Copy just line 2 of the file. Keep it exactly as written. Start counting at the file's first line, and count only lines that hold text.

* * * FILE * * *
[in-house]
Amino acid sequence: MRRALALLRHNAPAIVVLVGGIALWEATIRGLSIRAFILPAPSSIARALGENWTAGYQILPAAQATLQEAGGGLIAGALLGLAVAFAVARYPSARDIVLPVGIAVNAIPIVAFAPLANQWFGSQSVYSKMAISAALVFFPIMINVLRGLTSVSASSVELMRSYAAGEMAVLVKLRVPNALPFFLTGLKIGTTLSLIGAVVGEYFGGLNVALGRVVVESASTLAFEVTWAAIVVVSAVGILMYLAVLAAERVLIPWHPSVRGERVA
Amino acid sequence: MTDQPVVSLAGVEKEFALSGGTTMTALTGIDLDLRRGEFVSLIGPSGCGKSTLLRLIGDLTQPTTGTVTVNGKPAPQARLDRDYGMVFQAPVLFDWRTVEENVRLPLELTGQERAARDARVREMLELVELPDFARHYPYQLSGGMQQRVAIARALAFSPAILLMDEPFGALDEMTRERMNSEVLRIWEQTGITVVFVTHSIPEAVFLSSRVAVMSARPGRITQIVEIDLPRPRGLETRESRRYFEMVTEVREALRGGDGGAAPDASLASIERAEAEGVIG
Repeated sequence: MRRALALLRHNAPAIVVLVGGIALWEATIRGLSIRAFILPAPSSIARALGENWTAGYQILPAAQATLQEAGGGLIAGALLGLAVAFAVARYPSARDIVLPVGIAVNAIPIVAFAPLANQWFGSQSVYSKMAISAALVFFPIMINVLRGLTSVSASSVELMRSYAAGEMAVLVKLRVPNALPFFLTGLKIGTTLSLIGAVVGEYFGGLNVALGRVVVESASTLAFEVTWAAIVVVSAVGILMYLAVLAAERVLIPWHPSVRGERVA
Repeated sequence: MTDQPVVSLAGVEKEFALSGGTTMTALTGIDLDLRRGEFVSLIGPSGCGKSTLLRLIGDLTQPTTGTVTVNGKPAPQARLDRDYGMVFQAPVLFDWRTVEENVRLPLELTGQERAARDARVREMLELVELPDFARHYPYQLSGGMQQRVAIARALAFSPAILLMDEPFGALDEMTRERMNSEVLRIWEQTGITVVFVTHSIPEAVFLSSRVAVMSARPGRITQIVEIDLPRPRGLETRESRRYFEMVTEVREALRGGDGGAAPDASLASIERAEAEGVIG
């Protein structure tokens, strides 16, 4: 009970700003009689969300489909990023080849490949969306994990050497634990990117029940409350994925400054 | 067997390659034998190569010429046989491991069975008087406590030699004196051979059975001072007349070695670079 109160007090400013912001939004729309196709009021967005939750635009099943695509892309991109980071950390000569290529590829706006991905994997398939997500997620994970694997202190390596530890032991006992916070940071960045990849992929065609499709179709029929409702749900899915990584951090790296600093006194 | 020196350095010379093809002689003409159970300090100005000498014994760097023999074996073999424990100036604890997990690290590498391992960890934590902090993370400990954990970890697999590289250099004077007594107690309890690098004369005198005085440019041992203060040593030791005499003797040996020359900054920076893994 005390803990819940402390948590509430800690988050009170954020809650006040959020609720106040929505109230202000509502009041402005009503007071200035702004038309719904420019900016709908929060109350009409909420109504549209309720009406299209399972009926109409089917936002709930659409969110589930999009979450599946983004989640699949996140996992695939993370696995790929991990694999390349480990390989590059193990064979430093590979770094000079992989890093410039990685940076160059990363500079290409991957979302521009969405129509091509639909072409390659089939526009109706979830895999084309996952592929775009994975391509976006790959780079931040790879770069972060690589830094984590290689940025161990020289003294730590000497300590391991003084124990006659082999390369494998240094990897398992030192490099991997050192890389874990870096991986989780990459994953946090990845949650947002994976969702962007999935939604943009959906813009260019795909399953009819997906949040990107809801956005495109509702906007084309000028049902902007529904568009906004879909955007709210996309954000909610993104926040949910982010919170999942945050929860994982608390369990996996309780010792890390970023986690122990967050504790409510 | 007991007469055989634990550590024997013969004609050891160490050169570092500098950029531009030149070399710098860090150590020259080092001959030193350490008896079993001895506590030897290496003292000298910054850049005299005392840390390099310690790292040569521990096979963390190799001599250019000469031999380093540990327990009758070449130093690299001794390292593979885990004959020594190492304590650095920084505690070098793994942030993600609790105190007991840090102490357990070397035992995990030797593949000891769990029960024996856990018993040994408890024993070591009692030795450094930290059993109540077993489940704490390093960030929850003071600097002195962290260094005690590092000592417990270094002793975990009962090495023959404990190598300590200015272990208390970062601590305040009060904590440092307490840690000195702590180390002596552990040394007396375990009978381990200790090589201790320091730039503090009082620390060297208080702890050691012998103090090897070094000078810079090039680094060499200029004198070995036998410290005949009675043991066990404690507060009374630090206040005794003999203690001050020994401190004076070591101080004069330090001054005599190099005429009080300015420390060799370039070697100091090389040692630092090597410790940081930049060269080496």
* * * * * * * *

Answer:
Amino acid sequence: MRRALALLRHNAPAIVVLVGGIALWEATIRGLSIRAFILPAPSSIARALGENWTAGYQILPAAQATLQEAGGGLIAGALLGLAVAFAVARYPSARDIVLPVGIAVNAIPIVAFAPLANQWFGSQSVYSKMAISAALVFFPIMINVLRGLTSVSASSVELMRSYAAGEMAVLVKLRVPNALPFFLTGLKIGTTLSLIGAVVGEYFGGLNVALGRVVVESASTLAFEVTWAAIVVVSAVGILMYLAVLAAERVLIPWHPSVRGERVA